Higher education is experiencing an unprecedented shift in student demographics, forcing admissions officers to take a systematic approach to current recruitment practices, activities, and investments. In the article “Knocking at the College Door,” the Western Interstate Commission for Higher Education reports that the U.S. is experiencing its first overall decline in the total number of domestic highschool graduates in more than a decade. The report also indicates that the pool of future college students is notably more ethnically and socioeconomically diverse, and often less prepared to succeed in college. As a result, institutions must rethink their approach to recruiting to identify and engage new target audiences, both domestically and internationally. And they must be prepared to support these students in new and different ways.
The Ontario Colleges of Applied Arts and Technology (CAATs) were founded in 1965 as a vehicle to increase access to post-secondary education, to address the needs of learners not served by the university system, and to meet local economic and community development needs. The CAATs have been highly successful at fulfilling their mandate, with 24 institutions currently serving 220,000 fulltime and 300,000 part-time students. This level of enrolment represents a 100% increase over the past 28 years.
This report examines community colleges from the perspective of the faculty who deliver their public service – high quality post-secondary education and job training. The report is based on conversations with over 600 faculty at all 24 CAATs, along with historical research and present-day inquiry into the sector’s financing, management, and operations. The report is focused primarily on perceptions by college faculty that there is a crisis of quality within the college system today.
The retirement patterns of senior faculty are an issue of ongoing interest in higher education, particularly since the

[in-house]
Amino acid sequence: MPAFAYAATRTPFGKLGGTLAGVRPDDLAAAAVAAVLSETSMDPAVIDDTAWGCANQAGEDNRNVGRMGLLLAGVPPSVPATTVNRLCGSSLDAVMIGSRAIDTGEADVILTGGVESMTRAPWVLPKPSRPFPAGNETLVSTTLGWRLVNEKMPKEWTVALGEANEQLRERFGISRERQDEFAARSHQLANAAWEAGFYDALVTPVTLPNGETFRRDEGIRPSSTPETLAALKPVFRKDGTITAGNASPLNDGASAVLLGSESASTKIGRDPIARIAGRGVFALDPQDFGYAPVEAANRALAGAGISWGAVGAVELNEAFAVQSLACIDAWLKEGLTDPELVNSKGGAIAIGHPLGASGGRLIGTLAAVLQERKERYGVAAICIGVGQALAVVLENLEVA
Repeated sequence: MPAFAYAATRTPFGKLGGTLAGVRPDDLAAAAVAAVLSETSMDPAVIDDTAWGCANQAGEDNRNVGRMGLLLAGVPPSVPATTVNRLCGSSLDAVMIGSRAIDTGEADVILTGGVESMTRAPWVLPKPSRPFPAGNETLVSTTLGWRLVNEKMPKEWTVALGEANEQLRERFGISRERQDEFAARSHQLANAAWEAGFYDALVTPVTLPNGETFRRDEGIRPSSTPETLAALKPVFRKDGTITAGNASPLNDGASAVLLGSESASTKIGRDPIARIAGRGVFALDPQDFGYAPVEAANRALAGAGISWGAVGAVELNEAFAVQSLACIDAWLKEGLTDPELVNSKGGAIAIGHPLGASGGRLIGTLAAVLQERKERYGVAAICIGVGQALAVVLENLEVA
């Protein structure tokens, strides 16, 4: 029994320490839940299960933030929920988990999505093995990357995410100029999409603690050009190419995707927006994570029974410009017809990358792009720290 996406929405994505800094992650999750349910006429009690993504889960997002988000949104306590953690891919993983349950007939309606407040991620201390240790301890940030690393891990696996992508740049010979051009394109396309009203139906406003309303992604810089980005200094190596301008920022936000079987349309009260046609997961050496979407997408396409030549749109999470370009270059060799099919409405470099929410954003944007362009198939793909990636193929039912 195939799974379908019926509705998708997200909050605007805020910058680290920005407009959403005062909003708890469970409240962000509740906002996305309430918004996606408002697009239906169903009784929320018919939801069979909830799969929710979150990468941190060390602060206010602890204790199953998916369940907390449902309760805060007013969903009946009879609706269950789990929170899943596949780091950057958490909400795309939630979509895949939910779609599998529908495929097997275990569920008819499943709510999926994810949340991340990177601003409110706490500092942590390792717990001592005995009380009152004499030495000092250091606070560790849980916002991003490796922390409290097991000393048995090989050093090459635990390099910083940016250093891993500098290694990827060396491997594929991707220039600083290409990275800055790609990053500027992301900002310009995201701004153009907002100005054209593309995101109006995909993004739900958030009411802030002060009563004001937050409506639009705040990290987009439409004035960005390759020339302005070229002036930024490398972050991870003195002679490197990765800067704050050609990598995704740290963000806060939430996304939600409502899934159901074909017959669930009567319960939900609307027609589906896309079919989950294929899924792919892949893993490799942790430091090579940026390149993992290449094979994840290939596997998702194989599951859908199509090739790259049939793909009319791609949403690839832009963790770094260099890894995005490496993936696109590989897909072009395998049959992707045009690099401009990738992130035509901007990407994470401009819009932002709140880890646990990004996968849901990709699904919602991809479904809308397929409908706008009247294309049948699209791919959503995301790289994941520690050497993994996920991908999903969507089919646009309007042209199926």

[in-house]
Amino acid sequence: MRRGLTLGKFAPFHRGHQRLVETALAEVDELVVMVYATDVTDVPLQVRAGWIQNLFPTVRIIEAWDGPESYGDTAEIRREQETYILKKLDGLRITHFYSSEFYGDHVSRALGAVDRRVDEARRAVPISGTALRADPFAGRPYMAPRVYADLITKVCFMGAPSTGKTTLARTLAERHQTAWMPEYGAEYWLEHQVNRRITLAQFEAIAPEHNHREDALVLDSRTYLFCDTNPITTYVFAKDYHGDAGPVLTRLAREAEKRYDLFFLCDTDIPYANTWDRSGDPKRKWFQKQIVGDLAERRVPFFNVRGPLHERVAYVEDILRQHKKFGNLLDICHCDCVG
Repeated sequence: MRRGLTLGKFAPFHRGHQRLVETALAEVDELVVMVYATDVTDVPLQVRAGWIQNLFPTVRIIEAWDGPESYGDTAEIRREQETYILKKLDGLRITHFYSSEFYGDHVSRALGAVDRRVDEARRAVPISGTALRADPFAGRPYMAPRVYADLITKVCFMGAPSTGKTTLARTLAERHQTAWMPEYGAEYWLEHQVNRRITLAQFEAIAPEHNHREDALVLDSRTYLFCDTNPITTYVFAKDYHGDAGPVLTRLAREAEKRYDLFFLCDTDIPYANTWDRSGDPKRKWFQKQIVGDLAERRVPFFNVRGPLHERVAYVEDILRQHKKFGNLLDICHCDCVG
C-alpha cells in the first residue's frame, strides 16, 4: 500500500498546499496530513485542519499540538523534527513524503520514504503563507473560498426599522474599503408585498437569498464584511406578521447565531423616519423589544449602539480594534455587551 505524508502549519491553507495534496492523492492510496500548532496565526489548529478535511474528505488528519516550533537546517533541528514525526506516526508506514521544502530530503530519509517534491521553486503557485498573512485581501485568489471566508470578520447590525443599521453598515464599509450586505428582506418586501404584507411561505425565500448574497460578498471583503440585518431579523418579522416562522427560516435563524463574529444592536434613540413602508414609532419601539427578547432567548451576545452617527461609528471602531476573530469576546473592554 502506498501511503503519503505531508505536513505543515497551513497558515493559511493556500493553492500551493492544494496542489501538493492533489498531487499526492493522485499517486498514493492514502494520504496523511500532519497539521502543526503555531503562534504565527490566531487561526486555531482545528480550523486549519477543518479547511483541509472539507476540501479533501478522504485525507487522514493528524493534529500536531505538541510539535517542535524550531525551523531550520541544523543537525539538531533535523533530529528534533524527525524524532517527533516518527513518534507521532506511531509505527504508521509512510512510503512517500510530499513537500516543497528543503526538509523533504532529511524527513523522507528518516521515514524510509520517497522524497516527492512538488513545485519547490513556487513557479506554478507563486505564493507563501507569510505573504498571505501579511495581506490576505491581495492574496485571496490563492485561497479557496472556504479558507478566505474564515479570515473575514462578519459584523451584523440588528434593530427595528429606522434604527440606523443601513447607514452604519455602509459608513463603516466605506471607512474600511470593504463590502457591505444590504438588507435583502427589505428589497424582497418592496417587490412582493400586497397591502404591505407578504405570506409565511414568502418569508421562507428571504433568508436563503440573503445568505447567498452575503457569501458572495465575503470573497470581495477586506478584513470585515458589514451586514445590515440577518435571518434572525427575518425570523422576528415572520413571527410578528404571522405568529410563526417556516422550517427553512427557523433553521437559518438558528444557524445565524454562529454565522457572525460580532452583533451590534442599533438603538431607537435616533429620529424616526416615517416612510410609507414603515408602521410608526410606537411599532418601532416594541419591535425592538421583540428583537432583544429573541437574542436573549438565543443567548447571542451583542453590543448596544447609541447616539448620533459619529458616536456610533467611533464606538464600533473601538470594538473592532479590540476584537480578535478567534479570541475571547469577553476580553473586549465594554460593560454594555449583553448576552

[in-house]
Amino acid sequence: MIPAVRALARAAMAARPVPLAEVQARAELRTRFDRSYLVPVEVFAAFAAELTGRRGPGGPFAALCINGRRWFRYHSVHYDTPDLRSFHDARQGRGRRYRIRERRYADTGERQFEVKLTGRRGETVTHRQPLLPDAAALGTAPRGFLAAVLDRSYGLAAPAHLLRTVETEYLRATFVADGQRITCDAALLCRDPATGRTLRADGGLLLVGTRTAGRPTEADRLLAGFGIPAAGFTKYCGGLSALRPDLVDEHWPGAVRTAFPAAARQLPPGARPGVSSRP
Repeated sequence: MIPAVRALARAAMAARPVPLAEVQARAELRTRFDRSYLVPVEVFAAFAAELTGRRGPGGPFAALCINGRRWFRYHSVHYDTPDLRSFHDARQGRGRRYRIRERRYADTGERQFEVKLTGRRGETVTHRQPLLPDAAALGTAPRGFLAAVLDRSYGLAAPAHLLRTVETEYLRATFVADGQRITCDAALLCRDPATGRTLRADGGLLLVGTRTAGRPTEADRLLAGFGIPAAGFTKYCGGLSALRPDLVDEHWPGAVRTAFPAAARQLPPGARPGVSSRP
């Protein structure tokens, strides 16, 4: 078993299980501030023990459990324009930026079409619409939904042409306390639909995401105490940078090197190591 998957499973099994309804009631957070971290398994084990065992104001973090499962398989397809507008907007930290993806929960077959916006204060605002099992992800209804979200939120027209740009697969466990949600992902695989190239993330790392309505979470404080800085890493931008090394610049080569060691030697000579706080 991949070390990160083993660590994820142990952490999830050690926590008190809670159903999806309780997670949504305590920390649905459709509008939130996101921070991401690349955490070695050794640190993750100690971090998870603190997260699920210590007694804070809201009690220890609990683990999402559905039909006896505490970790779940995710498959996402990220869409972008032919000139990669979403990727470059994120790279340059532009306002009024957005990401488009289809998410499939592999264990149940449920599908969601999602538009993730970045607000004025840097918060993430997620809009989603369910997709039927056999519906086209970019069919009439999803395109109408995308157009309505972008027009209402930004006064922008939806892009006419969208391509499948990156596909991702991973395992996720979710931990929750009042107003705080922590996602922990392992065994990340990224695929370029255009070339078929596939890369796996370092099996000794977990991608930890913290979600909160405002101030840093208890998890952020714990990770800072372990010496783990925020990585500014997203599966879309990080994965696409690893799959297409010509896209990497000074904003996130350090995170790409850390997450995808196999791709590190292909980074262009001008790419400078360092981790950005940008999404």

2008-09 recession. If a significant share of tenured faculty works past “normal” retirement age, challenges can arise for institutional leadership focused on keeping the faculty workforce dynamic for purposes of teaching, research and service. Buyout packages and phased retirement programs have been common responses to encourage faculty retirement, but colleges and universities are increasingly interested in alternative and complementary strategies to manage faculty retirement patterns.
There is no substantial gap in what we need to know in order to improve schools and student learning and achievement on a very wide scale. In this brief paper I will (1) encapsulate what we obviously know; (2) what we should know but fail to understand (which thus makes finding the solution less likely); and (3) identify the action implications for teachers themselves, principals, district leaders, and system leaders.
If any part of the university should understand leadership, it would be the business school. Not only do the faculty research leadership, they also impart this knowledge to undergraduate and graduate students, as well as participants from across the globe in a variety of executive education programmes.
With what confidence can we guarantee that graduates are ready for the challenges of 21st-century life, work, and citizenship? For years I have worked with district leaders to help principals, teacher coaches, and so many other educators build credibility, coherence, and community around their education transformation efforts. District leaders must manage a myriad of priorities, and I often tell them that the best first step they can take to ensure our students’ success in life, work, and citizenship is to develop and adopt a graduate profile.